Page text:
Rachel Weisz In 'The Whistleblower': An Ordinary Woman Doing Extraordinary Things
"My favorite genre of movie -- if you could call it a genre, because there's not so many of them out there -- would be the ordinary woman doing the extraordinary thing, the David vs. Goliath-style fighting, one lone woman fighting injustice," Rachel Weisz says, a spark of excitement rising in her voice, "And I love it, I love that kind of thriller, the ordinary person who, because of their character, it's their character that leads them. As an actor, that's a kind of gift."
A stunner of an Oscar-winner who is known for her serious, independent roles as much as she is for the big budget and big Hollywood romances in which she sparkles, Weisz's latest gift is the true life post-Bosnian civil war corruption drama, "The Whistleblower." She brings to the big screen the brave story of Kathryn Bolkovac, a police officer hired by military contractor DynCorp to work for the UN peacekeeping mission in a country with fresh wounds from years of devastating in-fighting.
Shortly after arriving in the war-torn country, rendered a seeming wasteland of half-standing houses, hollow exoskeletons of buildings and still-active landmines, she finds a thread of a single case of teenage prostitution that, once unraveled, reveals a long string of sex trafficking and corruption that goes to the very top of her own peacekeeping force -- and the UN itself.
The film, shot mostly in a Bucharest that doubled for the wrecked Bosnia, is a grim, grimy and scorched earth-palette thriller that follows Bolkovac as she digs deeper into a sex trade of kidnapped young eastern European girls forced to give up their bodies for unimaginable cruelties, accruing points to a freedom they'll never earn. Instead of busting up the trafficking, peacekeeping corps actively participate in its unholy commerce, pouring the paychecks they earn to protect the city's people into its most illicit and inhumane fringes, buying nights with the girls and taking bribes to keep the brothels in operation.
Finding its heart and fulcrum in Bolkovac's relationship with a kidnapped Polish girl named Raya, who agrees to help the investigation despite the threat -- and deliverance -- of gross physical and sexual consequences, the film sees the odds stacked higher against Bolkovac every turn she takes, as she's shunned by coworkers and thwarted by higher ups. Only through the help of a kind woman working at the UN, played by Vanessa Redgrave, does she get anywhere in the investigation, but even then, the risks she takes are vast.
"It's her character that leads her to what she did, as she's unraveling this cobweb of lies and corporate corruption, the State Department covering for the corporation, covering for the private contractor, covering for the UN, she's unraveling this web because it's her job," Weisz says, recalling the reverence she grew for the woman whom she was playing. "And if you ask Kathy why she did what she did, she didn't think she was saving the world or going to get a movie made about her, she literally said 'I was doing my job, I was investigating crime.' And she didn't think she was doing anything special. I was talking to someone earlier today and they said yeah, that's often what war heroes say... There's something so moving and extraordinary about that, I think that's drama at its most interesting."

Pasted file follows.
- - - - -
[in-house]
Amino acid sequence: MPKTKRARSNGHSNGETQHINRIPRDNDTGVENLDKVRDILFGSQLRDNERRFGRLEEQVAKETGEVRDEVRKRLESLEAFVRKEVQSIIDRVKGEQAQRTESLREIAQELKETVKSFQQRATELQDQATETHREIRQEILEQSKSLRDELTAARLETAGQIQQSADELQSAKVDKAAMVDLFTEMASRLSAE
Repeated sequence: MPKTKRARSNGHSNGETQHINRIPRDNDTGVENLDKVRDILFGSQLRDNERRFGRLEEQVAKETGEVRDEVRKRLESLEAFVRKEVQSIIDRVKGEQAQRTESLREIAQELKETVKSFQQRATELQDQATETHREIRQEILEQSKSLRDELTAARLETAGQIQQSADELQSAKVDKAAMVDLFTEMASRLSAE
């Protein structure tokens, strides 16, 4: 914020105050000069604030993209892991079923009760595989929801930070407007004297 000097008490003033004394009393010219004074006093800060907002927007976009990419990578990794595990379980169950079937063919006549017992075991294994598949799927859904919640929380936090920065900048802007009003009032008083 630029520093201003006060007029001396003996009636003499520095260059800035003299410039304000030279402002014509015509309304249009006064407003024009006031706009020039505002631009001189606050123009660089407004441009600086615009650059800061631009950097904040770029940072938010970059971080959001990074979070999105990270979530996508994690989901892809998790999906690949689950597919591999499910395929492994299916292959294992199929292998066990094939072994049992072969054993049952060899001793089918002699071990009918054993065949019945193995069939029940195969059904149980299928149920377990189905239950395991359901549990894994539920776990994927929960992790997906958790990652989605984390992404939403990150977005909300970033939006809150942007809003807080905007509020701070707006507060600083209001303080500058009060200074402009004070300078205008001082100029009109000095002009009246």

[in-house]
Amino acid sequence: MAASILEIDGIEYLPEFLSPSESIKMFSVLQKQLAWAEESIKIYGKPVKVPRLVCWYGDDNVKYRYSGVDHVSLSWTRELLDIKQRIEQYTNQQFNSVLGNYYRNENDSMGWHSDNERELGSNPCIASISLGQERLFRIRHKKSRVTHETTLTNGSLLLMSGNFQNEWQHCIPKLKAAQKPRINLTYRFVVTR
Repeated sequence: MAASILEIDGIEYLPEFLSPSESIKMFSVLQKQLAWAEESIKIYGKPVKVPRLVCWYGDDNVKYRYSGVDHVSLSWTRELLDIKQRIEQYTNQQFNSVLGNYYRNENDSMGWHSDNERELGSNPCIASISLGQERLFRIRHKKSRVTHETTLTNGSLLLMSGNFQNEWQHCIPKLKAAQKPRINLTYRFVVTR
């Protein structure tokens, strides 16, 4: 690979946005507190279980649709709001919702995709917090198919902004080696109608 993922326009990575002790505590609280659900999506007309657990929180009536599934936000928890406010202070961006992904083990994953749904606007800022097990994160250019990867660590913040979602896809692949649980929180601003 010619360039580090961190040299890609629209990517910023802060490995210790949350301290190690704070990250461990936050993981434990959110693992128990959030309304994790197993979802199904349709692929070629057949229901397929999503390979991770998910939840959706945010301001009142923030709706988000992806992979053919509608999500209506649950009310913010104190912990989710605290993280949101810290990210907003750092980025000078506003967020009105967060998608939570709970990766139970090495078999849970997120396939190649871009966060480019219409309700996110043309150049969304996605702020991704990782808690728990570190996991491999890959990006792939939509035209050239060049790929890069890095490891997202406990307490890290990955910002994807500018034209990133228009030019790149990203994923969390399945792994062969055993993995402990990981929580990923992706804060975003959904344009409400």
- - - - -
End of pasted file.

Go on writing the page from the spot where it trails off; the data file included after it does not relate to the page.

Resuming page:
Weisz didn't learn these details from afar; lucky for her, she has Bolkovac on set nearly the entire shoot.
"She came on set about a week into filming, so I spent every waking moment I could with her," Weisz remembers fondly. "I would say, 'What would you do in this situation? What would you say here?' She would help me out. She also has a great sense of humor, and there's obviously not a vast amount of places in the film to use that, but she loves life, she's not a workaholic. And she's very unpretentious, maybe that's a Midwestern thing... she's so not full of herself, she's so straight talking and unpretentious."
That humble nature belies the depth of her heroism; at every turn, there is another colleague, commander or higher up there to stop her and strike fear into the hearts of the tortured-into-silence girls. That this comes from an organization trusted to be the world's moral compass, by those wearing the seal associated with post-war reconstruction, famine relief and the end to suffering, leaves a viewer slack jawed and angry; that, as the movie points out, it continues to this day, haunts the conscience.
Its impact on Weisz was enduring; having been offered the film a number of years ago, a pregnant Weisz initially turned it down, but could not shake it loose, even amid all the other scripts she read.
"I just couldn't get the story out of my mind, I was just very haunted by it," Weisz remembers. "And I just kept thinking about it and I just kept thinking about it and finally after two years, I just thought oh my god I just have got to find out about this project, so I called the producer and I said, 'Hey, remember that project, is it still around?' And she said 'Hmm, give me a minute,' and she called whomever, where it was embroiled wherever, I don't know the details, and she said yup, we can make it, and just within a few months, we were filming it."
Just as Bolkovac's instincts led her to root out the crime, Weisz's saw the unique opportunity presented by the film, both in character and message.
"I just couldn't get it out of my mind, because there are just not many roles like that out there, if any."
Directed by Larysa Kondracki, "The Whistleblower" hits theaters on August 5th.
WATCH an exclusive clip below: